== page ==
Little information on Egyptian rituals for Isis survives, however, it is clear there were both priests and priestesses officiating at her cult rituals throughout its entire history. By the Graeco-Roman era, many of them were healers, and were said to have many other special powers, including dream interpretation and the ability to control the weather, which they did by braiding or combing their hair. The latter of which was believed because the Egyptians considered knots to have magical powers.
The star, Spica, (sometimes called Lute Bearer), and the constellation which roughly corresponds to the modern Virgo, appeared in the sky above the horizon at a time of year associated with the harvest of wheat and grain, and thus, became associated with fertility deities. Consequently they were associated with Hathor, and hence with Isis, through her later conflation with Hathor.
Isis also assimilated Sopdet, the personification of the star Sirius, since Sopdet, rising just before the flooding of the Nile, was seen as a bringer of fertility, and so had been identified with Hathor as well. Sopdet retained an element of distinct identity, however, as Sirius was quite visibly a star and not living in the underworld—Isis later being thought of as the wife of Osiris who was the ruler of the underworld.
Probably due to assimilation with the goddesses Aphrodite and Venus, during the Roman period, the rose was used in her worship. The demand for roses throughout the empire turned rose growing into an important industry.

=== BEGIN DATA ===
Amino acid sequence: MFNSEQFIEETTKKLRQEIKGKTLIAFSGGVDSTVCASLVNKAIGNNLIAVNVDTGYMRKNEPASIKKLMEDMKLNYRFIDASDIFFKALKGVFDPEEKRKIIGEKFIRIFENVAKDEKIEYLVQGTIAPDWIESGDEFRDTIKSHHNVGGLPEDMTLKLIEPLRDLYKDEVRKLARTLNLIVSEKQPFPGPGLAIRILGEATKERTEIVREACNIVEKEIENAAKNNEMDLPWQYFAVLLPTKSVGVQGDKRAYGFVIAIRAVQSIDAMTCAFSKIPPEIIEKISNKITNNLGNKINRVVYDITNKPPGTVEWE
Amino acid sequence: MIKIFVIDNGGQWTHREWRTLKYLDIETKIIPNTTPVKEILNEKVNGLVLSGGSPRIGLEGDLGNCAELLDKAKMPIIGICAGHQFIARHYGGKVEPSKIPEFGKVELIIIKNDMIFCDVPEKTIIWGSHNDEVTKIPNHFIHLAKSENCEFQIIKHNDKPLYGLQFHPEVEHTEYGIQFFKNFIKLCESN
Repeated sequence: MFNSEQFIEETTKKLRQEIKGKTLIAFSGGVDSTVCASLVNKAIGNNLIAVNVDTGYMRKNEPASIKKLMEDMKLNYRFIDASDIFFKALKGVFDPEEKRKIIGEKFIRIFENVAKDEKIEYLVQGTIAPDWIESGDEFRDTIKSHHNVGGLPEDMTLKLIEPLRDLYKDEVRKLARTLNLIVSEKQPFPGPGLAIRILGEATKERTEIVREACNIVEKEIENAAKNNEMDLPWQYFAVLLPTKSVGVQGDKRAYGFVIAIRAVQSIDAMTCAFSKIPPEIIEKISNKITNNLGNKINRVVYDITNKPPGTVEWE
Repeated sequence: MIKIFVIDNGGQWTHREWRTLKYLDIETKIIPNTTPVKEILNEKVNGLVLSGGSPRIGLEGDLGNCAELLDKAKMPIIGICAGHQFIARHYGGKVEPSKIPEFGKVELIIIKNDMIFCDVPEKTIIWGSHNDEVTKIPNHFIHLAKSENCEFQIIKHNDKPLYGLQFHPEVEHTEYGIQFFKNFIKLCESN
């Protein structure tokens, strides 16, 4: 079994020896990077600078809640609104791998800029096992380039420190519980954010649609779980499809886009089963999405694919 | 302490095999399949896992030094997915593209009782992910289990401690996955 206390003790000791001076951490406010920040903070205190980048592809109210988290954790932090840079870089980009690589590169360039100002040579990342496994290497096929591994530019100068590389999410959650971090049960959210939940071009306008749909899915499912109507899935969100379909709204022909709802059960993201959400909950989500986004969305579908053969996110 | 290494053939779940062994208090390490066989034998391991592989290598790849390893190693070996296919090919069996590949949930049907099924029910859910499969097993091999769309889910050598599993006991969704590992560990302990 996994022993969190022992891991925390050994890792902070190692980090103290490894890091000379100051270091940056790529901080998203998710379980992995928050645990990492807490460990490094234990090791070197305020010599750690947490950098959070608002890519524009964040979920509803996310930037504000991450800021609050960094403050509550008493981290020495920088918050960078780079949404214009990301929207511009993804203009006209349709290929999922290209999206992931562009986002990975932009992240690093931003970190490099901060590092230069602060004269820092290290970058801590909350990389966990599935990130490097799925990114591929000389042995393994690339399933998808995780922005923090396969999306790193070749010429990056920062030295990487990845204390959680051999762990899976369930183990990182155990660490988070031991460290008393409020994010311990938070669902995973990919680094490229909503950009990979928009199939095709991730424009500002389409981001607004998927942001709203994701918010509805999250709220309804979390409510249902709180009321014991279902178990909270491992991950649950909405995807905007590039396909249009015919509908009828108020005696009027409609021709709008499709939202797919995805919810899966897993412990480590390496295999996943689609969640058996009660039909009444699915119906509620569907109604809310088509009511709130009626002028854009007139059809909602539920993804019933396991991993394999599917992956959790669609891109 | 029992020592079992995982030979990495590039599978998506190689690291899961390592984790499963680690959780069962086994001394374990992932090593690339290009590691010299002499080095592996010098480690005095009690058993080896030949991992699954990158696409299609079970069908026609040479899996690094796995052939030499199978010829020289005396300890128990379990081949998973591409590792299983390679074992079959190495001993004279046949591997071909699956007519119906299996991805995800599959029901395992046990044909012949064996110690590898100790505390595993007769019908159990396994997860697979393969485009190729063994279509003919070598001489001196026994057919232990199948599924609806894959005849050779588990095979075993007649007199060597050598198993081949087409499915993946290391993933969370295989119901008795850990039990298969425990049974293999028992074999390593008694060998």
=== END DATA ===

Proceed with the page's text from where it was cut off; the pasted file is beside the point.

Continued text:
In art, originally Isis was pictured as a woman wearing a long sheath dress and crowned with the hieroglyphic sign for a throne. Sometimes she was depicted as holding a lotus, or, as a Sycamore tree. One pharaoh, Hatshepsut, was depicted in her tomb as nursing from a sycamore tree that had a breast.
After her assimilation of many of the roles of Hathor, Isis's headdress is replaced with that of Hathor: the horns of a cow on her head, with the solar disk between them. Sometimes she also was represented as a cow, or a cow's head. Usually, however, she was depicted with her young child, Horus (the pharaoh), with a crown, and a vulture. Occasionally she was represented as a kite flying above the body of Osiris or with the dead Osiris across her lap as she worked her magic to bring him back to life.
Most often Isis is seen holding only the generic ankh sign and a simple staff, but in late images she is seen sometimes with items usually associated only with Hathor, the sacred sistrum rattle and the fertility-bearing menat necklace. In The Book of Coming Forth By Day Isis is depicted standing on the prow of the Solar Bark with her arms outstretched.
The star Sept (Sirius) depicts Isis, which is the star of the new year. The appearance of the star signified the advent of a new year and so Isis was considered the goddess of rebirth and reincarnation and as a protector of the dead. The Book of the Dead outlines a particular ritual that would protect the dead, enabling travel anywhere in the underworld, and most of the titles Isis holds signify her as the goddess of protection of the dead.